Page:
SECURITIES AND EXCHANGE COMMISSION
Litigation Release No. 16395/ December 21, 1999
Securities and Exchange Commission v. James J. McDermott, Jr., Kathryn B. Gannon a/k/a Marylin Star and Anthony P. Pomonio, Civil Action No. 99 Civ. 12256 (S.D.N.Y.) (MBM) (filed December 21, 1999)
SEC Sues Former Chairman and CEO of Investment Banking Firm for Illegally Providing Insider Information on Six Deals
On December 21, 1999, the Securities and Exchange Commission filed a civil injunctive action in the United States District Court for the Southern District of New York, against James J. McDermott, Jr., the former Chairman and Chief Executive Officer of Keefe, Bruyette & Woods, Inc., an investment banking firm, and two other individuals for insider trading. The complaint alleges that McDermott provided material nonpublic information concerning at least six merger transactions to Kathryn B. Gannon, who in turn tipped a friend, Anthony P. Pomponio.
The complaint alleges that from at least June 1997 through April 1998, McDermott, as Chairman and CEO of Keefe, Bruyette, obtained material nonpublic information in advance of merger transactions. During that time, McDermott and Gannon were involved in a relationship. According to the complaint, McDermott provided to Gannon the inside information he obtained at Keefe. Gannon then purchased securities in relatively unknown regional banks. Gannon purchased stock in Central Fidelity Banks, Inc., First Commerce Corp., California State Bank (West Covina), First Commercial Corp., Advanta Corporation, and Barnett Banks, Inc. Each of the banks whose stock Gannon traded was either involved in merger negotiations with potential suitors or actually consummated a merger transaction contemporaneously with her trading. In addition, with respect to all but one of Gannon's bank stock purchases, Keefe, Bruyette represented the target in the merger transaction or was otherwise associated in some way with one of the parties to the transaction. As a result of her illegal trading, Gannon made profits of at least $88,135. In addition, during the period September 3, 1997 through September 23, 1998, McDermott transferred at least $37,000 to Gannon in the form of certified checks and wire transfers.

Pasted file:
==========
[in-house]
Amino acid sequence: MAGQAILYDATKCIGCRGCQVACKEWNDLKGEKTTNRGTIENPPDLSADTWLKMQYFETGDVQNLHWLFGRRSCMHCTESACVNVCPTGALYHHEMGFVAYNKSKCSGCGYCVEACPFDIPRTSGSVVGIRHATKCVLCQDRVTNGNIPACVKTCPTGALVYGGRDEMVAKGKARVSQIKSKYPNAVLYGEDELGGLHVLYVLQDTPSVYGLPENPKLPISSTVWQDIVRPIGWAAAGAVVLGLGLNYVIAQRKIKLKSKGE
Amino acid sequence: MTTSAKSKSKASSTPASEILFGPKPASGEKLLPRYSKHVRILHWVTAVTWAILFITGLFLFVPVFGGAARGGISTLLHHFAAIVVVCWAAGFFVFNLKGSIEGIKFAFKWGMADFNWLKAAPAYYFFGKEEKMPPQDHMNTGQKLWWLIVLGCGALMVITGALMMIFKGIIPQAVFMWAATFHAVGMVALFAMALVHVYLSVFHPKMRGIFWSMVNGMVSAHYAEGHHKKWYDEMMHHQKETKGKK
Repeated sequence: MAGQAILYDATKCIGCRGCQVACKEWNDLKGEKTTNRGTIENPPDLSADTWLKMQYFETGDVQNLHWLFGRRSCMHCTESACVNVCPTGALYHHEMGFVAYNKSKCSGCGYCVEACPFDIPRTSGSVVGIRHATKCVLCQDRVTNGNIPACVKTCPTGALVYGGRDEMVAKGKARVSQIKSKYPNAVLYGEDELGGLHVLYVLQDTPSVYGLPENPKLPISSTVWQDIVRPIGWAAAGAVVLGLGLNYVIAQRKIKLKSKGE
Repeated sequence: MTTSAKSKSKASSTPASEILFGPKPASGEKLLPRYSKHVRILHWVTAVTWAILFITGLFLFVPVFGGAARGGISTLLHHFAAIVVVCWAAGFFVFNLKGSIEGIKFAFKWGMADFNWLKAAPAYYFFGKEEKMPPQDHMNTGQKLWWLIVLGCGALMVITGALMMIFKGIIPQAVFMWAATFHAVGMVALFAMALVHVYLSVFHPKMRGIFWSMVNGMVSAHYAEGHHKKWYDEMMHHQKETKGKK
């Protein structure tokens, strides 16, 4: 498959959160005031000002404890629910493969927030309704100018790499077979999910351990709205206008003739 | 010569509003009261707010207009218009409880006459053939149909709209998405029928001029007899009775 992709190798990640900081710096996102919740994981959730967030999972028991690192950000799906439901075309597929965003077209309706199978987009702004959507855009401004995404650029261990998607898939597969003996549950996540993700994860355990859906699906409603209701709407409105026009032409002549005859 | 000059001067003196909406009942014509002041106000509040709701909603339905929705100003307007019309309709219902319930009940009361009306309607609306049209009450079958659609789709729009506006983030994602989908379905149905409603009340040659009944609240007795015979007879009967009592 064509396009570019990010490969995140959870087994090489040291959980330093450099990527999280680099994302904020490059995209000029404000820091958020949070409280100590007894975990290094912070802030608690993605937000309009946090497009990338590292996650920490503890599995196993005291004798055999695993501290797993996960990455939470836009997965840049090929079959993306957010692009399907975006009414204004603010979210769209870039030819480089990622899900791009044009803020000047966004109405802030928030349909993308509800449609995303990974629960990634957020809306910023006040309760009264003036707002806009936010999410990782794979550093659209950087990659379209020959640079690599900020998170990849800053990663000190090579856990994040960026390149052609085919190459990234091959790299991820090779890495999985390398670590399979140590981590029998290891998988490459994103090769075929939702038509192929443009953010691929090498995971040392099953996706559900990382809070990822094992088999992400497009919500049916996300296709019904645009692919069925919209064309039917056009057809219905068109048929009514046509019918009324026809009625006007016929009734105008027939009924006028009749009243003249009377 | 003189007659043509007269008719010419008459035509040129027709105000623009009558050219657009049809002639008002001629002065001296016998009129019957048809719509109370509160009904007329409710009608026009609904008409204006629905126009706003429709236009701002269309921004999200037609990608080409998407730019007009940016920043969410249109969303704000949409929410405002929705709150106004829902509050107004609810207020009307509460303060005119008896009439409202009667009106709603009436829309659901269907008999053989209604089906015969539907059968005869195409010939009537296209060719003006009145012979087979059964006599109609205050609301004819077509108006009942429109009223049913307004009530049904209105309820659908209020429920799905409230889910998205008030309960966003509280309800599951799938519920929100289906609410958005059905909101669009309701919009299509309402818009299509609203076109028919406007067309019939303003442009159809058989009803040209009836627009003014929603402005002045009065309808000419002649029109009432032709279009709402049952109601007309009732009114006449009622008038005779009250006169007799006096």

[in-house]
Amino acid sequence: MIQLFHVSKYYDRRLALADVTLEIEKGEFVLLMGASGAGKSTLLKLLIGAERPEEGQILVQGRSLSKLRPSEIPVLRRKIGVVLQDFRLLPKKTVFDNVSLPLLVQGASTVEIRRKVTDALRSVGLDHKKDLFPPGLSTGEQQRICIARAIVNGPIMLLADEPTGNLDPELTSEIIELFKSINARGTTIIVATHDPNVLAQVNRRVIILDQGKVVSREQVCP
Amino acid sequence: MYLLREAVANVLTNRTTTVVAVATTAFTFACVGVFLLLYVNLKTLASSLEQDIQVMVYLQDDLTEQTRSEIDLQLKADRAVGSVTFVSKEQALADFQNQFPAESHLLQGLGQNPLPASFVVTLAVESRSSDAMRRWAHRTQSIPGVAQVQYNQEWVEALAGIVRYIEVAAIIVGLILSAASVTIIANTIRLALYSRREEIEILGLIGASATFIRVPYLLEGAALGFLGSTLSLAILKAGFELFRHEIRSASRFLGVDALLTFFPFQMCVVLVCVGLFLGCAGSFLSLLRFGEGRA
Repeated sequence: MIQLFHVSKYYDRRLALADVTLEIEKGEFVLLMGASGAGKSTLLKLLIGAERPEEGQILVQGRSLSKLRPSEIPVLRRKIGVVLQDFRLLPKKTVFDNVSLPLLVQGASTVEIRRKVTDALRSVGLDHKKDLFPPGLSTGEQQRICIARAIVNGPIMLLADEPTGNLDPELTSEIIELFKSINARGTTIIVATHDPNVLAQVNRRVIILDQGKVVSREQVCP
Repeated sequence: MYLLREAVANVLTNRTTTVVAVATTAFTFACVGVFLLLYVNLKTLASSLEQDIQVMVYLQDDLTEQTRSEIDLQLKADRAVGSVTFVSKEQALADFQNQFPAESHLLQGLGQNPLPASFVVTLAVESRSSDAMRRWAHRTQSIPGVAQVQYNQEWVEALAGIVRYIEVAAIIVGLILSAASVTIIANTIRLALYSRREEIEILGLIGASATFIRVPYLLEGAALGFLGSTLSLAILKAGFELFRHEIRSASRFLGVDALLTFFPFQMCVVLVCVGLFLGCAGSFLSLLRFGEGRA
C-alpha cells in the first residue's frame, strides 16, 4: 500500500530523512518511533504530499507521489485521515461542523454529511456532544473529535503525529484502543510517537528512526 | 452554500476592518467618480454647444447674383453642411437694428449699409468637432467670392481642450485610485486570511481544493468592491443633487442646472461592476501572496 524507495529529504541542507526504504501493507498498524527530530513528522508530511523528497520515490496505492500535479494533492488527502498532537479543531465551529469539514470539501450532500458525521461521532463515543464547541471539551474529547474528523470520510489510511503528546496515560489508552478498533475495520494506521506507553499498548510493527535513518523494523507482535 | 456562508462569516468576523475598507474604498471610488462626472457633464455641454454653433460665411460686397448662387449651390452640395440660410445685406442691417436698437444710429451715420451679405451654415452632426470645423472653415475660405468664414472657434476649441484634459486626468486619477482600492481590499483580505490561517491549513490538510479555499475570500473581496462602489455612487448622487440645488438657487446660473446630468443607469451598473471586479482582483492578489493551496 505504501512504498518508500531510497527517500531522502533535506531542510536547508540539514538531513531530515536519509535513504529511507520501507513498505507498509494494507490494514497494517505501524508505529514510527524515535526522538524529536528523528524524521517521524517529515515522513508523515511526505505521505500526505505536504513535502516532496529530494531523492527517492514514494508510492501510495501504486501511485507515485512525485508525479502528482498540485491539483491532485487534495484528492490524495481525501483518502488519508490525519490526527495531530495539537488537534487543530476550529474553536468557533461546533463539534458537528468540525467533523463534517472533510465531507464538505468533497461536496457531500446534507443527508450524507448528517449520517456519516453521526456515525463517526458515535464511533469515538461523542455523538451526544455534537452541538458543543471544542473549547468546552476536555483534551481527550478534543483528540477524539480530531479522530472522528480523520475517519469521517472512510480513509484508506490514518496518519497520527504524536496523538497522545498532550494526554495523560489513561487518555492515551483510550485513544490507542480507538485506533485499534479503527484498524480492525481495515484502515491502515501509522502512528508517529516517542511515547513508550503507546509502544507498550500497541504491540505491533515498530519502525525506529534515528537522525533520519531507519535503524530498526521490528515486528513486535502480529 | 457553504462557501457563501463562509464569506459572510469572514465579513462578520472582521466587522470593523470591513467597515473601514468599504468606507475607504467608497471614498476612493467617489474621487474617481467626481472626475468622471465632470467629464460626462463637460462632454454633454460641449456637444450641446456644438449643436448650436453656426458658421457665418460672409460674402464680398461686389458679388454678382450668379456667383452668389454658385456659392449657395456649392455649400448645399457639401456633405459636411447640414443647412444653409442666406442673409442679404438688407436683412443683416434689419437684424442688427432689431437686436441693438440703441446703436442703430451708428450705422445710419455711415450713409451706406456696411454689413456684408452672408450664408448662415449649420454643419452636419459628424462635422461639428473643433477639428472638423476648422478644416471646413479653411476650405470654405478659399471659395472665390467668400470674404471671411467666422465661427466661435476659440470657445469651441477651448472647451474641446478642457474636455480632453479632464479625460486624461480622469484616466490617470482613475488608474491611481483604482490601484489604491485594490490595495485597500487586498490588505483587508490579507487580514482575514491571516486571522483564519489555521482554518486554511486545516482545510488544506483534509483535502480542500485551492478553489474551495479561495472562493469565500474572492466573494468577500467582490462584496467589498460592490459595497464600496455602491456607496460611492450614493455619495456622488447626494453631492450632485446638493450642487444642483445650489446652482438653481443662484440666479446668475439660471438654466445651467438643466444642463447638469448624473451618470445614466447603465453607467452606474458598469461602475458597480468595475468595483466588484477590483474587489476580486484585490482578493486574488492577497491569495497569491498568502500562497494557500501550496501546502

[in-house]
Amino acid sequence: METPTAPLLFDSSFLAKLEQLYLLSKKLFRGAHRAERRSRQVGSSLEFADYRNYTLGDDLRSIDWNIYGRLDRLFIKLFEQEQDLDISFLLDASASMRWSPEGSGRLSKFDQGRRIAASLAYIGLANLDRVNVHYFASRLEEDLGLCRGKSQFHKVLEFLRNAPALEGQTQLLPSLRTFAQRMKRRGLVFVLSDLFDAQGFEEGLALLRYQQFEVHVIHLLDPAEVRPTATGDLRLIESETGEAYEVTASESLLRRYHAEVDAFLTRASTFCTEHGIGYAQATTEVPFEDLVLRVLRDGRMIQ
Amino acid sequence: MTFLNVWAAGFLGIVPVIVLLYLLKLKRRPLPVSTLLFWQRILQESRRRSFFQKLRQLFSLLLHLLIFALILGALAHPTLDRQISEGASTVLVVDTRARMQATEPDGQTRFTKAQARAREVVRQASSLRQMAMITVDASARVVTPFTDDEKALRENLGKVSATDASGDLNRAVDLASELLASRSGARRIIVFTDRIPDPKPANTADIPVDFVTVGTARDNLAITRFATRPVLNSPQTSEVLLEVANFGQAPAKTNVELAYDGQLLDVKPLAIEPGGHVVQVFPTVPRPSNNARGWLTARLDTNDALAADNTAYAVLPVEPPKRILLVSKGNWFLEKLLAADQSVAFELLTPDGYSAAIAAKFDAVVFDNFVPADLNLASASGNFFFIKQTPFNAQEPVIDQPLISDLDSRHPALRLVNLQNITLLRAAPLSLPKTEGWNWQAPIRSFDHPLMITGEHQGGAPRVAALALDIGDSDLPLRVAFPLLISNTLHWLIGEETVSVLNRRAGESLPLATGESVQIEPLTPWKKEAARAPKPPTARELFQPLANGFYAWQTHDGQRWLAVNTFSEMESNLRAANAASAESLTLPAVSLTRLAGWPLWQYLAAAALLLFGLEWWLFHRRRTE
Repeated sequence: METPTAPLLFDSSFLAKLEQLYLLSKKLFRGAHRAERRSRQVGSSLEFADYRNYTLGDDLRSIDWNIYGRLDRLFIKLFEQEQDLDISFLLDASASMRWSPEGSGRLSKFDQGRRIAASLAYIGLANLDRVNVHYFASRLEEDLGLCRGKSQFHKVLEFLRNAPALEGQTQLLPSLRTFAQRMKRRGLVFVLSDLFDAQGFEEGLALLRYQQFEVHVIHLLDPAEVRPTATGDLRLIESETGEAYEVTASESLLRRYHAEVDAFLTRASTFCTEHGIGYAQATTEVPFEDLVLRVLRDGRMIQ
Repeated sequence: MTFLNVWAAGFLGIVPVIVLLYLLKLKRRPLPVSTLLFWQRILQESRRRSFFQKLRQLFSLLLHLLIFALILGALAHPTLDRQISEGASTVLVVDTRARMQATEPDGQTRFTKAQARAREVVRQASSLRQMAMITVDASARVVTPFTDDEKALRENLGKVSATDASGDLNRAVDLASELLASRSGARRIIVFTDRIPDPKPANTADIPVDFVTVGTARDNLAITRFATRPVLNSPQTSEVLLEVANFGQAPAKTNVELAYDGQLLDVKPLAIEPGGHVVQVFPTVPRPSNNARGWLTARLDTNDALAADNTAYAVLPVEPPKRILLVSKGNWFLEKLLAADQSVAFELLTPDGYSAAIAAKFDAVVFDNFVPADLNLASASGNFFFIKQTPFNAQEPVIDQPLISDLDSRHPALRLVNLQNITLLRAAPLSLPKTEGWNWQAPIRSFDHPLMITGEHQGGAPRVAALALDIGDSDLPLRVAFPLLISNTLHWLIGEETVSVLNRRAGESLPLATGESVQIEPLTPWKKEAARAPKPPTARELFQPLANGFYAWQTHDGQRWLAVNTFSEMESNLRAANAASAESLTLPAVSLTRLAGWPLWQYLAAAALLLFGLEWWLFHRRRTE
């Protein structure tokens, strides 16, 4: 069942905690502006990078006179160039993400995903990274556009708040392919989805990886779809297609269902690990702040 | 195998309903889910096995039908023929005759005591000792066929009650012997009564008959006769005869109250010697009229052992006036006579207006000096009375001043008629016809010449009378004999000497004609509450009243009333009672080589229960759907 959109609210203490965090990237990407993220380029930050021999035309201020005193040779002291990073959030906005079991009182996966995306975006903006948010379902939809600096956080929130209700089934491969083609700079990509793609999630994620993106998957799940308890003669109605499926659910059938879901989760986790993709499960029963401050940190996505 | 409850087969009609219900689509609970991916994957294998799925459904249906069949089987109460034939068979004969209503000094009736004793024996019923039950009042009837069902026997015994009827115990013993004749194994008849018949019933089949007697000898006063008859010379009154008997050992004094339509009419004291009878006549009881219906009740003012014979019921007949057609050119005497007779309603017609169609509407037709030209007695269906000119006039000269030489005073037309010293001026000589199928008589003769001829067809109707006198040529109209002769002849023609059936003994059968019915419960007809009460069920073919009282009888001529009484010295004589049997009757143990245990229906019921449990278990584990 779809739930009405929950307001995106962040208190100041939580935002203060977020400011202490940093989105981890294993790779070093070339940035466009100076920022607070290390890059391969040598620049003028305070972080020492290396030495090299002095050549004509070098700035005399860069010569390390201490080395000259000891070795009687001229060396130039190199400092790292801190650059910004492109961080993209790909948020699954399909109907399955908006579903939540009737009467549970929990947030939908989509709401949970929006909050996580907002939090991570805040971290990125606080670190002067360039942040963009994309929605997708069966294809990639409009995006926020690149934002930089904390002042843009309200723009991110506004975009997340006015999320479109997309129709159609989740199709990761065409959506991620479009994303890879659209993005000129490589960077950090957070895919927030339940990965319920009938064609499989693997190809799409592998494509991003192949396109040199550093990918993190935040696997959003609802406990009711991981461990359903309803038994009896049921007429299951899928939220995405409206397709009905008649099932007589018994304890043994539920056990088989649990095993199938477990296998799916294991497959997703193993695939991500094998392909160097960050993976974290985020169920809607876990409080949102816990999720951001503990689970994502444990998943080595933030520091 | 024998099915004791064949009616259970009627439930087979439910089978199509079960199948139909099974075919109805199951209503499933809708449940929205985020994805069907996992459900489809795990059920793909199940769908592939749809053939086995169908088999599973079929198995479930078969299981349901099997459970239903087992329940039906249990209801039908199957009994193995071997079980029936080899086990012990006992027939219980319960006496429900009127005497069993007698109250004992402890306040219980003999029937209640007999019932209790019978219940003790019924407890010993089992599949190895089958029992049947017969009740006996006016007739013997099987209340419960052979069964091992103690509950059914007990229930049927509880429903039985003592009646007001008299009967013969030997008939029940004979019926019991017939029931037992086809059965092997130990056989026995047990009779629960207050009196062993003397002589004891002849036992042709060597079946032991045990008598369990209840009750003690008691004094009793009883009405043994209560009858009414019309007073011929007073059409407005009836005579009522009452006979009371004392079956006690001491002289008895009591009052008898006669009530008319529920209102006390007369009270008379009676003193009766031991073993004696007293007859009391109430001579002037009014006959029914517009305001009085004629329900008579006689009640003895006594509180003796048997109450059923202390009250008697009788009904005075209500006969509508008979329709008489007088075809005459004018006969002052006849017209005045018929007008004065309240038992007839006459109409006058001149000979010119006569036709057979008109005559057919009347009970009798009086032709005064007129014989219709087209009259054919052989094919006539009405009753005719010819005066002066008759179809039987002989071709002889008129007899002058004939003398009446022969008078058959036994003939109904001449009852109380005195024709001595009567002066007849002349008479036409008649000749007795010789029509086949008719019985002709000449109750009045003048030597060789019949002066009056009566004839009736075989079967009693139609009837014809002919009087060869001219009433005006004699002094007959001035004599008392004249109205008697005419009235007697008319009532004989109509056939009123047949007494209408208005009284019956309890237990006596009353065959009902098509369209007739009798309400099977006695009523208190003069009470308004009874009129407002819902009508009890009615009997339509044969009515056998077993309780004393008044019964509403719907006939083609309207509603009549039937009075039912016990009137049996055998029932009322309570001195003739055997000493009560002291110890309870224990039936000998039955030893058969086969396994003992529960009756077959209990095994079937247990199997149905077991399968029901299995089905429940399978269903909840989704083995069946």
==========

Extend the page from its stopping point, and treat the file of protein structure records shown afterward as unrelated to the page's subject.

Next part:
The complaint also alleges that Gannon tipped Pomponio, to whom she boasted that she had escort clients in New York City who were "well connected Wall Street types," including lawyers, stockbrokers and other "high level people." Pomponio, with knowledge of the reliability of the material nonpublic information concerning pending mergers obtained from Gannon, traded in advance of five of the merger transactions, reaping profits of at least $86,378.
The Commission's complaint seeks to permanently restrain and enjoin McDermott, Gannon and Pomponio from violating the antifraud provisions of the federal securities laws, Section 10(b) of the Securities Exchange Act of 1934 and Rule 10b-5 thereunder. In addition, the complaint seeks disgorgement of all ill-gotten gains, prejudgment interest and civil monetary penalties pursuant to the Insider Trading Sanctions Act, Section 21A of the Exchange Act.
Also on December 21, 1999, the United States Attorney for the Southern District of New York announced the filing of a complaint against James J. McDermott, Jr., Kathryn B. Gannon and Anthony P. Pomponio for two felony counts each, for violations of the federal securities laws, as well as a felony count against Pomponio for perjury. In addition, the U.S. Attorney announced that on the same day, McDermott and Pomponio were arrested, and an arrest warrant was issued for Gannon. The Commission wishes to thank the United States Attorney's office for its cooperation in this matter.
The Commission is continuing its investigation in this matter.http://www.sec.gov/litigation/litreleases/lr16395.htm